raw image files rule

Mark Evans

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newark notts.
i got to photograph paul jones blues band a few years ago.

this pick is just to show the capabilitys of the 5d and the 135mm under very low light. you get what you pay for.

remember this is realy low quality. the full file is awsome to look at. hopefully youll see in the hair the amount of detail.

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pauljones.jpg
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George Farmer

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Cambridgeshire
saintly said:
youll miss the "true" 24mm with the multyply factor of 0.4.
1.6 actually mate, but I get you. Comes in handy sometimes.

I've got my eye on the 1Ds Mk.3 actually. Serious bucks though. Next year maybe, when I get a nice lump sum from the taxman. :D
Interesting on the Sigma. f/2.8 through the focal lengths. Nice.

Superb shot. Love the detail, even with this lo-res.
 

ceg4048

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saintly said:
i use raw imaging software, not to over process an image, more to just getting rid of the simple mistakes at the time of shooting. for me the 2 main benafits to raw image processing are

white balance and exposure. try it.

take a photo at random in jpeg format (just a snap shot) then try and mend that blown out sky, or under exposed shaded area with photo shop. try and correct the white balance that you forgot to change!....

I must be missing something because I do this all the time with jpgs. :rolleyes: Photoshop shas a function called "Shadow/Highlight" That's how you fix blown out skies. You can also use various plugins such as Graduated ND simulators.

Here is a blown out sky that was fixed and color corrected using the "Shadow/Highlight", "White Balance" and Tiffen ND plugin Photoshop features. There is also the "Exposure" function that handles compensation issues. All this was done in jpg.


Digital cameras, other than the most expensive, don't do a very good job of handling blown highlights anyway so if the section of the image is beyond a couple stops overexposed then the data is lost anyway and any recovery tends to look fake due to loss of texture and color shifts.

I agree totally with Graeme that just the investment in storage space alone is a penalty not compensated for by the extra quality of raw, at least not for hobby grade photos. :wideyed:

As I said, in my opinion, unless you are making large prints and require the utmost in perfection it's simply not worth the energy. Being a pro is a completely different story.

Cheers,
 

Mark Evans

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newark notts.
agreed ceg4048 , i dont doubt what you say.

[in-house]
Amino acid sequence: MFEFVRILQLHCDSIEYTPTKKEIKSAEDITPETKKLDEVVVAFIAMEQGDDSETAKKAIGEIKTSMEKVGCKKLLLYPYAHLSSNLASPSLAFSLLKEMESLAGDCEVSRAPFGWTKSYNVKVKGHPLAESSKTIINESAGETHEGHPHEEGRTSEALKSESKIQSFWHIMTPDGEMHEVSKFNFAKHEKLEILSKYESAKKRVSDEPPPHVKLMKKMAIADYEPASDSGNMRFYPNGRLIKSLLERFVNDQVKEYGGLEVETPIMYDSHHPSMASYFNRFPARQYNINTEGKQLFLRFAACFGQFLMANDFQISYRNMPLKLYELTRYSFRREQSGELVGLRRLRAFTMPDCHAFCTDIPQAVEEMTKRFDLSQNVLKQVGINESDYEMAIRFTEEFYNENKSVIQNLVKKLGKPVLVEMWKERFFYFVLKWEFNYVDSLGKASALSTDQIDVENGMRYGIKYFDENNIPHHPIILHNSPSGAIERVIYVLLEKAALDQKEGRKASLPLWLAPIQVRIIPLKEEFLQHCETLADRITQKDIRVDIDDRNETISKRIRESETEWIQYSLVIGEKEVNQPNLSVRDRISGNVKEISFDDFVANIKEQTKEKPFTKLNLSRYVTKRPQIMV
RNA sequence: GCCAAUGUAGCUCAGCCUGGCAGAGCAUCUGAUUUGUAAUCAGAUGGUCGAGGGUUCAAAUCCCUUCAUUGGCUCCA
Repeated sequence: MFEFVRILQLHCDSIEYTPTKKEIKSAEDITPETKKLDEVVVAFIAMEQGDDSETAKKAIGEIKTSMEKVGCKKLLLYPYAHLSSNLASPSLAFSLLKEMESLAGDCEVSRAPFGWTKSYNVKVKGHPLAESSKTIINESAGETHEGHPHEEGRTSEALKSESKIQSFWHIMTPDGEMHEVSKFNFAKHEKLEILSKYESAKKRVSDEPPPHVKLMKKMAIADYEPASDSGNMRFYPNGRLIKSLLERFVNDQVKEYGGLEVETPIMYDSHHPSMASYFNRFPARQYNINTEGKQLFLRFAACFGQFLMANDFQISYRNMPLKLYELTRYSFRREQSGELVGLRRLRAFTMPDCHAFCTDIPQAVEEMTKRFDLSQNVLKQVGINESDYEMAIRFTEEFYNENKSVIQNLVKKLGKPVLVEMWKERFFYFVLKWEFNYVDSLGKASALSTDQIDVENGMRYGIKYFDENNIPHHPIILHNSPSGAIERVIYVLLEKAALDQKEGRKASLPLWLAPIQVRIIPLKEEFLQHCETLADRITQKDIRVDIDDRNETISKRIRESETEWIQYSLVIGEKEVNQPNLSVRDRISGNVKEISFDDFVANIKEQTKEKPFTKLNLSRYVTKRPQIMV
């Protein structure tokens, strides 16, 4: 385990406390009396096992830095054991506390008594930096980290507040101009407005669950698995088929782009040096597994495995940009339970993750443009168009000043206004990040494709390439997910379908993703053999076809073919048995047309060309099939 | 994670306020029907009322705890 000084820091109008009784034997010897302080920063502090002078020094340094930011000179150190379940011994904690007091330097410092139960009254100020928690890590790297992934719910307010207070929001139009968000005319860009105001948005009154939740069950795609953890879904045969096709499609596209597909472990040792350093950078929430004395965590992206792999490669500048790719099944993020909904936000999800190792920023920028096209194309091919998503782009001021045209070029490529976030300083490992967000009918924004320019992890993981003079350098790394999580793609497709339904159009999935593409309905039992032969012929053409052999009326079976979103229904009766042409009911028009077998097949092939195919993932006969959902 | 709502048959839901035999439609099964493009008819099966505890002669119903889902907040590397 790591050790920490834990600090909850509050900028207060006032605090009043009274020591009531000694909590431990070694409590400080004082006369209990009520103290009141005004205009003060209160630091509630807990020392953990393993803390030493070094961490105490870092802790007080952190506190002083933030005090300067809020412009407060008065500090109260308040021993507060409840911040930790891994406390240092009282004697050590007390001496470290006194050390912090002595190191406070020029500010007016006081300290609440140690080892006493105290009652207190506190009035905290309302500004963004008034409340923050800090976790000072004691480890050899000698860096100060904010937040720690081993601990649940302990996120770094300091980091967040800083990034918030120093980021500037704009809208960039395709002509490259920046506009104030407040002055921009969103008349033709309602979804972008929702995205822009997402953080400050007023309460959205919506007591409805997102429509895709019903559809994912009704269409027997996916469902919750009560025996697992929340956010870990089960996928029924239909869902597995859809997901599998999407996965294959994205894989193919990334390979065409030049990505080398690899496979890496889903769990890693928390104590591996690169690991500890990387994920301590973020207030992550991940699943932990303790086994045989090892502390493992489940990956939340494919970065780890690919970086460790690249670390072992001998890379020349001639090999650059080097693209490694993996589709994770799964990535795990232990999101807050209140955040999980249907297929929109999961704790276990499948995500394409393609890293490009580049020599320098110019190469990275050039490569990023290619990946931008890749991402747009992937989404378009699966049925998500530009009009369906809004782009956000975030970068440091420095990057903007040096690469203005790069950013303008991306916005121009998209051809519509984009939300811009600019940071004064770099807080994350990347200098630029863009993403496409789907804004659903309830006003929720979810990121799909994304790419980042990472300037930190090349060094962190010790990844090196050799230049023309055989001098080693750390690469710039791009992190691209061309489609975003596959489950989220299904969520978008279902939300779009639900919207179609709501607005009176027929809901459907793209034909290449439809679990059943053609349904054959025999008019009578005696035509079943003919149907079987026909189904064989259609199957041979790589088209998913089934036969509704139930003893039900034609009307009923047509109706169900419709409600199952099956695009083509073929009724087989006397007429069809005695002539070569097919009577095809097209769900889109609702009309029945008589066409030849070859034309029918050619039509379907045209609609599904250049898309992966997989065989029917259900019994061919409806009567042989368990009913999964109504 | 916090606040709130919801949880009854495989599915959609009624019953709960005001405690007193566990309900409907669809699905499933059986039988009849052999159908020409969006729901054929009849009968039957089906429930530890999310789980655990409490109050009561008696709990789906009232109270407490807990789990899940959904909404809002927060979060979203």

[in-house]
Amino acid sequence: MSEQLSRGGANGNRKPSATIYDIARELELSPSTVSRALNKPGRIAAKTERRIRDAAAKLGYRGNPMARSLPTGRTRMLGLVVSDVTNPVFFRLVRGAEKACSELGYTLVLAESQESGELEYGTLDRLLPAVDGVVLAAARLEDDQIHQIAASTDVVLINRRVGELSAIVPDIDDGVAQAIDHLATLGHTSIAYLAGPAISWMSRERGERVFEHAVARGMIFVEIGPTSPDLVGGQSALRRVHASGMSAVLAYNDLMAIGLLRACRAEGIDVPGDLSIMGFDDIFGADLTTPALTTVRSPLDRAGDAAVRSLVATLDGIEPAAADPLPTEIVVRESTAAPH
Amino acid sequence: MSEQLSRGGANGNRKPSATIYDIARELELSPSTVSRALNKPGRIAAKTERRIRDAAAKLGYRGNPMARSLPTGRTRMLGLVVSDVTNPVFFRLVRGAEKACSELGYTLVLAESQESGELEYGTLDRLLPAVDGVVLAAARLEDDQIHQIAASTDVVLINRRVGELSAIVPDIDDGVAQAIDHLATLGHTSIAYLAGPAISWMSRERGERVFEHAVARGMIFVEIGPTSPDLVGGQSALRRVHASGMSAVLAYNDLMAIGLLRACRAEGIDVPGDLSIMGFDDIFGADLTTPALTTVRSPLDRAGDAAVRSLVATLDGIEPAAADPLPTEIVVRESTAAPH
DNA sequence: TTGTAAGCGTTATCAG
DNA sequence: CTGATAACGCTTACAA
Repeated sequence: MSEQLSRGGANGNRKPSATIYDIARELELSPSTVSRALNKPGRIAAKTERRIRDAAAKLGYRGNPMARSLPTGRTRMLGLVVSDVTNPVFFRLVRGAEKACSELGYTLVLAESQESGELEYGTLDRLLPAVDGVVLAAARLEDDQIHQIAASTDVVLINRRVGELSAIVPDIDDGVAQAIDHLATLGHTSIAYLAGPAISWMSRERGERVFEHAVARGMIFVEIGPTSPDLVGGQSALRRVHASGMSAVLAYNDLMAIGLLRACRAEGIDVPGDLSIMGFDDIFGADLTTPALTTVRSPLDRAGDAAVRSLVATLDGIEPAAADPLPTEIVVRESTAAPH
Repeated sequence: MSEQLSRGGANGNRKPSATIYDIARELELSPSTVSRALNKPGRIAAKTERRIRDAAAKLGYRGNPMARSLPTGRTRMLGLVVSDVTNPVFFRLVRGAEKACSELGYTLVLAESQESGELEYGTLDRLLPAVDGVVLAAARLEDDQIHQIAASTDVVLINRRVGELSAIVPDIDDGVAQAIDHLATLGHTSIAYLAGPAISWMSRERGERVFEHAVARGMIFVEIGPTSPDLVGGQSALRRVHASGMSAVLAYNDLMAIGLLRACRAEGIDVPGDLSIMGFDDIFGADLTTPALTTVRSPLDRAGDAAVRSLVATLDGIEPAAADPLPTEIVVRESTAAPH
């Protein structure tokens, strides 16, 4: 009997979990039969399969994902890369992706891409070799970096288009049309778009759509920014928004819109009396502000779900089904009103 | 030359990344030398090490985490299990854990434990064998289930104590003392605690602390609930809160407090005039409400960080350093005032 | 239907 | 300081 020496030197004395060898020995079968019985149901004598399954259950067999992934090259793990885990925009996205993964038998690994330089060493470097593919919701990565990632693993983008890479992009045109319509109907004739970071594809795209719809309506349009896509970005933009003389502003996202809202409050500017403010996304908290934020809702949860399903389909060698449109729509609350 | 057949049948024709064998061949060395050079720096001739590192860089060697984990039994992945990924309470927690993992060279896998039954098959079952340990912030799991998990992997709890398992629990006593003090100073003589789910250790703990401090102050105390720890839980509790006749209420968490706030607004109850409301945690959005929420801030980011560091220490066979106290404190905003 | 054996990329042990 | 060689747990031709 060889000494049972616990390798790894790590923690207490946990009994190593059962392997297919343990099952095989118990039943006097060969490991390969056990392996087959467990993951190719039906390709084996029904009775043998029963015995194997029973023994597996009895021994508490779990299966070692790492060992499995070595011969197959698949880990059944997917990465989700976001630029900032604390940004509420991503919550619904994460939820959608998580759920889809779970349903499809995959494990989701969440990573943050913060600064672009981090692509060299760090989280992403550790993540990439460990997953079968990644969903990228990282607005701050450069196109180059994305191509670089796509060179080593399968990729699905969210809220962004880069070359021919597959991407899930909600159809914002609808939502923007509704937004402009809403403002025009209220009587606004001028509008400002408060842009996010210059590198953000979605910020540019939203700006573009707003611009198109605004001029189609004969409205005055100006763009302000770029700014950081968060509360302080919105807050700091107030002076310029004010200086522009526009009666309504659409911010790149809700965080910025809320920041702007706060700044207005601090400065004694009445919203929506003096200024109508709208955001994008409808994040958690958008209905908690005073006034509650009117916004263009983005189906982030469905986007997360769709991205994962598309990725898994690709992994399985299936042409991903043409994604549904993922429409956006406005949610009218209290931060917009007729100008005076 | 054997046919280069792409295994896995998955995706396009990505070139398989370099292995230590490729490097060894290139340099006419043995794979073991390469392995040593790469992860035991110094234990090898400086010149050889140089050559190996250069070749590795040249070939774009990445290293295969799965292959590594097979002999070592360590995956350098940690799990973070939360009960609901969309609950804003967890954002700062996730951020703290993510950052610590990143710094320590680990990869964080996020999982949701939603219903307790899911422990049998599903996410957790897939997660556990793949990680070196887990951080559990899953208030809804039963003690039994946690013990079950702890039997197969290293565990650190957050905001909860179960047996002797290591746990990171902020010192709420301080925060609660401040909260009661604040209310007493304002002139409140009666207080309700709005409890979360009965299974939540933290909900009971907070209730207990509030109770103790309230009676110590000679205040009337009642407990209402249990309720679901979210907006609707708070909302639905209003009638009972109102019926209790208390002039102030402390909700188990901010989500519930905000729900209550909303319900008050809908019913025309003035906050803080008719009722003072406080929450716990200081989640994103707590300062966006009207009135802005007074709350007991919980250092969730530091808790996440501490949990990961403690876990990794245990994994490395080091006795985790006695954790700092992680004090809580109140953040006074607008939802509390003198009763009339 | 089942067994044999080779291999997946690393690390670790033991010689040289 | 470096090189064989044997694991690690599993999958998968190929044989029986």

what i find odd is that with the image you'd taken (landscape shot) you say you have corrected in photoshop using various pluggins? for me if i were taking a landscape shot, i wouldnt leave the seen with a shot that had blown highlights in the first place. im pretty sure raw isnt for everyone, but for most its powerful;l and precise. for most of my images i get more or less what i want from raw software, and i can do that in approx 15 sec. thats including fixing a blown sky.. im also guessing it would take you longer to apply all your correction effects and simulaters to get the same result. and i still have the virgin copy of the image too. each to there own my friend, it's what works for you.

as a rule i allways shoot at least 1 stop under and pull it back in raw software, i know 1 or 2 other pros that do the same. if you blow highlights, thats it! it prints white! if you under expose ALL data is in the shot. from highlight areas to the deepest shade. ive not lost a shot in a long time now.

nice pic by the way :D
 

Dave Spencer

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N. Wales
I always go for underexposure myself. This is particularly the case when photographing your tank using the tank lighting. All the detail of the plants nearest the lighting often gets irretrievably burnt out.

Personally, I try to convince myself that I am one of those people capable enough to justify using RAW. :?

Dave.

P.S. Nikon rule, so you Canon boys can just shut your faces! :lol:
 

Mark Evans

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newark notts.
saintly said:
P.S. Nikon rule, so you Canon boys can just shut your faces!

:lol: genius! comedian eh?...brilliant.

there's no boundry line that say's who and who cannot use a raw image.pro status means nothing. i've worked along side and seen other "pro" wedding photographers and just plain pld freelance for that matter with the skill of a peanut. i think it might be from an old way of thinking regarding photography and equipment. maybe im wrong i dont know. i do know one thing, if your camera has raw, you have the software and your not a peanut :lol: ...use it dave!
 
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